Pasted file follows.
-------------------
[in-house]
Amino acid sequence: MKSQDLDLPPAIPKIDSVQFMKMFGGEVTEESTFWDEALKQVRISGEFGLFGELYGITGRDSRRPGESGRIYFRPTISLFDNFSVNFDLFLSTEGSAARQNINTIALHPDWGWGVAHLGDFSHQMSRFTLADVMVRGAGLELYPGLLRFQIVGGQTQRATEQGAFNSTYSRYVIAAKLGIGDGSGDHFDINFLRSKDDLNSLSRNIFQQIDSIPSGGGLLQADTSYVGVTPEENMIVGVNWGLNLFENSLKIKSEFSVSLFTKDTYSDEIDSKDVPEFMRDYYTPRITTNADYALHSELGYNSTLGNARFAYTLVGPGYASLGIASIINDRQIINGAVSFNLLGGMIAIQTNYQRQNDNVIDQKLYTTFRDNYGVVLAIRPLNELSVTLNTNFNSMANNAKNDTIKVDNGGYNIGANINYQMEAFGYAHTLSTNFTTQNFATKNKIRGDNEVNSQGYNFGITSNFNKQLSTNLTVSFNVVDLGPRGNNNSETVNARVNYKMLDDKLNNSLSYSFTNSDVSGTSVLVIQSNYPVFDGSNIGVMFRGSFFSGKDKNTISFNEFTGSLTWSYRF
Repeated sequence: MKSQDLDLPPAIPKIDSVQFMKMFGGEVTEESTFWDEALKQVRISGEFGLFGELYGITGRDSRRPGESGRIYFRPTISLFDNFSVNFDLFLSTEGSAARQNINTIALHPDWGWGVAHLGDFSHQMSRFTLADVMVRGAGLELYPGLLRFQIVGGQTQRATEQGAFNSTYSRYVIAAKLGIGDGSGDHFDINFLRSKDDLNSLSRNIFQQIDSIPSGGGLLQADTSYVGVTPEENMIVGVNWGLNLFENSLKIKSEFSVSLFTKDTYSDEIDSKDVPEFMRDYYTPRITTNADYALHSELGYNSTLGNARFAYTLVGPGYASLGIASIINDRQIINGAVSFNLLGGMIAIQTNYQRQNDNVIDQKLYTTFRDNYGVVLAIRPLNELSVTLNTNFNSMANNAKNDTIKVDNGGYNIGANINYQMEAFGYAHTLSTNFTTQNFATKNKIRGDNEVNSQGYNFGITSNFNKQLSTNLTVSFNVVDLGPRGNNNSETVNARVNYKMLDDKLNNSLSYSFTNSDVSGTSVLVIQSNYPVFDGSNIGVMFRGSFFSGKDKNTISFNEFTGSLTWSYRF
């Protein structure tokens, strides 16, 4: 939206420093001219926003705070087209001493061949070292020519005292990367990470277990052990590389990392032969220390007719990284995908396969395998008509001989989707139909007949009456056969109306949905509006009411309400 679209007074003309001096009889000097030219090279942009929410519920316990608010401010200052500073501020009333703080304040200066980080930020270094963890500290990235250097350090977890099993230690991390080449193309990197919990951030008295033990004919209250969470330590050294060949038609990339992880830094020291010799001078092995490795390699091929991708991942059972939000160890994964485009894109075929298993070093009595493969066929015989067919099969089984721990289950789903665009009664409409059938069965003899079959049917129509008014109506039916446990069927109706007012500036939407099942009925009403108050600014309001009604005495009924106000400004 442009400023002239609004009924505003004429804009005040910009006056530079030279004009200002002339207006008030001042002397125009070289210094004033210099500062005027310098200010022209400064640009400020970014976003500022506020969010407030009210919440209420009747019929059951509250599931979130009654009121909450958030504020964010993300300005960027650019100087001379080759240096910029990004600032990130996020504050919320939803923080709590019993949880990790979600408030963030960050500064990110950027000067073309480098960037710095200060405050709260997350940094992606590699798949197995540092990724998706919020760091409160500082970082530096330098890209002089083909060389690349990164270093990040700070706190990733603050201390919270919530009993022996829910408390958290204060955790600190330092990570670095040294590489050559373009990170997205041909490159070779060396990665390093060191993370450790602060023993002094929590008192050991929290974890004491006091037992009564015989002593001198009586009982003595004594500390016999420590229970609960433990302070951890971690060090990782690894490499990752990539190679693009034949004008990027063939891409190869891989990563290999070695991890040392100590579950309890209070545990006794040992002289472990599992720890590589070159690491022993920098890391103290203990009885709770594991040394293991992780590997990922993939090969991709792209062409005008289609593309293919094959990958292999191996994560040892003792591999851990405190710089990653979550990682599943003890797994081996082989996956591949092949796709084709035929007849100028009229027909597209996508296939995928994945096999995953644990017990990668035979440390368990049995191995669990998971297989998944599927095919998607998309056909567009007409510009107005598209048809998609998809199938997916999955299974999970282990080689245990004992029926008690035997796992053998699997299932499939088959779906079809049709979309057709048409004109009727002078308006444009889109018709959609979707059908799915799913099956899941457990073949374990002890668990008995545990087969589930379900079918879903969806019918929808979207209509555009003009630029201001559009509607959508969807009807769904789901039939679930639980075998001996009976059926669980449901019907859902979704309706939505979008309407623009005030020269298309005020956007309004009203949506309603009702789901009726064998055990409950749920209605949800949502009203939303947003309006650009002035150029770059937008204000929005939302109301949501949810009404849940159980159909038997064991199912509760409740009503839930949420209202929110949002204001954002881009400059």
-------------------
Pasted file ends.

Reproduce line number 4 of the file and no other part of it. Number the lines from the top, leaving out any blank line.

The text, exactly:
């Protein structure tokens, strides 16, 4: 939206420093001219926003705070087209001493061949070292020519005292990367990470277990052990590389990392032969220390007719990284995908396969395998008509001989989707139909007949009456056969109306949905509006009411309400 679209007074003309001096009889000097030219090279942009929410519920316990608010401010200052500073501020009333703080304040200066980080930020270094963890500290990235250097350090977890099993230690991390080449193309990197919990951030008295033990004919209250969470330590050294060949038609990339992880830094020291010799001078092995490795390699091929991708991942059972939000160890994964485009894109075929298993070093009595493969066929015989067919099969089984721990289950789903665009009664409409059938069965003899079959049917129509008014109506039916446990069927109706007012500036939407099942009925009403108050600014309001009604005495009924106000400004 442009400023002239609004009924505003004429804009005040910009006056530079030279004009200002002339207006008030001042002397125009070289210094004033210099500062005027310098200010022209400064640009400020970014976003500022506020969010407030009210919440209420009747019929059951509250599931979130009654009121909450958030504020964010993300300005960027650019100087001379080759240096910029990004600032990130996020504050919320939803923080709590019993949880990790979600408030963030960050500064990110950027000067073309480098960037710095200060405050709260997350940094992606590699798949197995540092990724998706919020760091409160500082970082530096330098890209002089083909060389690349990164270093990040700070706190990733603050201390919270919530009993022996829910408390958290204060955790600190330092990570670095040294590489050559373009990170997205041909490159070779060396990665390093060191993370450790602060023993002094929590008192050991929290974890004491006091037992009564015989002593001198009586009982003595004594500390016999420590229970609960433990302070951890971690060090990782690894490499990752990539190679693009034949004008990027063939891409190869891989990563290999070695991890040392100590579950309890209070545990006794040992002289472990599992720890590589070159690491022993920098890391103290203990009885709770594991040394293991992780590997990922993939090969991709792209062409005008289609593309293919094959990958292999191996994560040892003792591999851990405190710089990653979550990682599943003890797994081996082989996956591949092949796709084709035929007849100028009229027909597209996508296939995928994945096999995953644990017990990668035979440390368990049995191995669990998971297989998944599927095919998607998309056909567009007409510009107005598209048809998609998809199938997916999955299974999970282990080689245990004992029926008690035997796992053998699997299932499939088959779906079809049709979309057709048409004109009727002078308006444009889109018709959609979707059908799915799913099956899941457990073949374990002890668990008995545990087969589930379900079918879903969806019918929808979207209509555009003009630029201001559009509607959508969807009807769904789901039939679930639980075998001996009976059926669980449901019907859902979704309706939505979008309407623009005030020269298309005020956007309004009203949506309603009702789901009726064998055990409950749920209605949800949502009203939303947003309006650009002035150029770059937008204000929005939302109301949501949810009404849940159980159909038997064991199912509760409740009503839930949420209202929110949002204001954002881009400059």